The Cary town manager on Tuesday proposed a 3-cent property tax increase for the upcoming fiscal year, marking the first time since 1990 that Cary might raise its property tax for a reason other than repaying voter-approved debt.
Cary’s 35 cents per $100 of property value – the lowest rate in Wake County – would rise to 38 cents per $100 of property value under a 2015-16 budget proposed by Town Manager Ben Shivar.
Shivar proposed a $295 million budget for next fiscal year and cited the need to compensate for rising operating costs and revenue streams cut by the North Carolina General Assembly.
A Cary resident who owns property valued at $200,000 would pay an additional $60 per year under Shivar’s proposal, according to a news release from the town.
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Of the proposed 3-cent increase, 2 cents would pay for debt associated with bonds sold after Cary voters approved a bond referendum in 2012. The town informed voters at the time that it might need to raise property taxes as part of the referendum.
Shivar proposed the additional cent to compensate for the $1.5 million Cary expects to lose next year with the elimination of the privilege tax. A privilege tax is a tax many N.C. municipalities levy on businesses within their jurisdiction. After some legislators argued that some municipalities abuse the tax by increasing rates, the legislature voted to quash the tax starting July 1.
The 1-cent increase, which Shivar expects to generate $2.2 million in revenue, is preferred over dipping into Cary’s reserves, he said in an interview Wednesday. He said it will provide the annual funding Cary needs as it continues to grow.
“We have a service level, a mix of services, that this community demands and that the council wants to deliver to its citizens and that is a substantial hit,” said Shivar, referring to the loss of privilege tax revenues.
“We were just minding our own business and they took our money,” he said of state legislators.
Shivar expects the remaining $700,000 generated from the 1-cent property tax increase to be used for consulting services and staff overtime related to the private industry’s gigabit fiber installation efforts. In recent months, Cary has experienced a surge in permit requests from Google, AT&T and Time Warner Cable, he said.
The budget proposal also calls for a $1 increase in solid waste fees; an average 10-percent increase in transportation development fees; and a 3.8-percent increase in water and sewer rates. Households that use about 5,000 gallons per month would pay an additional $2.75 per month, according to the town.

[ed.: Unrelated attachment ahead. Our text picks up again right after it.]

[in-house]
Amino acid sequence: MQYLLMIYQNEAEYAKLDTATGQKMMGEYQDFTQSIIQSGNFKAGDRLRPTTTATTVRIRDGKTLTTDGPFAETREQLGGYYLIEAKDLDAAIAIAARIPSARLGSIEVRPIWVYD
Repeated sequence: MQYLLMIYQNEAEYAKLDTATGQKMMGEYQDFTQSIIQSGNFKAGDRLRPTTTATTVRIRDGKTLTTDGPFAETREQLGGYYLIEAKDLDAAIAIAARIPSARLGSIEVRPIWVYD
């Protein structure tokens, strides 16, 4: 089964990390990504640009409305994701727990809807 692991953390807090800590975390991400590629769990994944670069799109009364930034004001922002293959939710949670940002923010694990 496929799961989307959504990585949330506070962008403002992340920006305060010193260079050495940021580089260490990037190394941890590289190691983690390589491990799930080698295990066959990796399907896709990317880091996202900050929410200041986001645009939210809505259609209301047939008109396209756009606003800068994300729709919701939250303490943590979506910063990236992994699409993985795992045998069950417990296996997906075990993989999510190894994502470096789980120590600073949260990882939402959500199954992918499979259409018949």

About $78 million of the $295 million proposed budget would go toward capital projects – mostly those associated with increasing the town’s water capacity. More than 70 percent of new expenses are devoted to infrastructure, public works and public safety, according to the town.
The Town Council will try to find ways to avoid implementing the 1-cent property tax increase, Councilman Jack Smith said.
“There will be a lot of effort to see what we can do, to see if that can be mitigated,” Smith said Wednesday.
He added that he had not reviewed the budget thoroughly enough to suggest an alternative. But it will be hard to compensate for the revenue loss from the privilege tax, he said.
“Losing that revenue stream is significant,” Smith said.
He criticized the General Assembly for its decision to eliminate the tax.
“They don’t want to govern, they just want to just rule and take away money,” he said.
The Town Council plans to hold a public hearing on May 21 and June 11 – each followed by a council work session – before voting on a budget June 25.
Demand for Cary services has grown faster than town revenues and even the town’s staff, Shivar said.
He recommends adding 24 new positions. Despite the increase, Cary’s employee-to-resident ratio will continue to fall. If the council approves Shivar’s staffing request, Cary will have 8.1 employees per 1,000 residents – down from the 8.2 ratio this year and the 8.3 ratio last year.
Cary expects to reach a population of nearly 154,000 by the end of the next fiscal year. Ten years ago, when Cary’s population was about 110,000, the town’s employee to resident ratio was 9.8.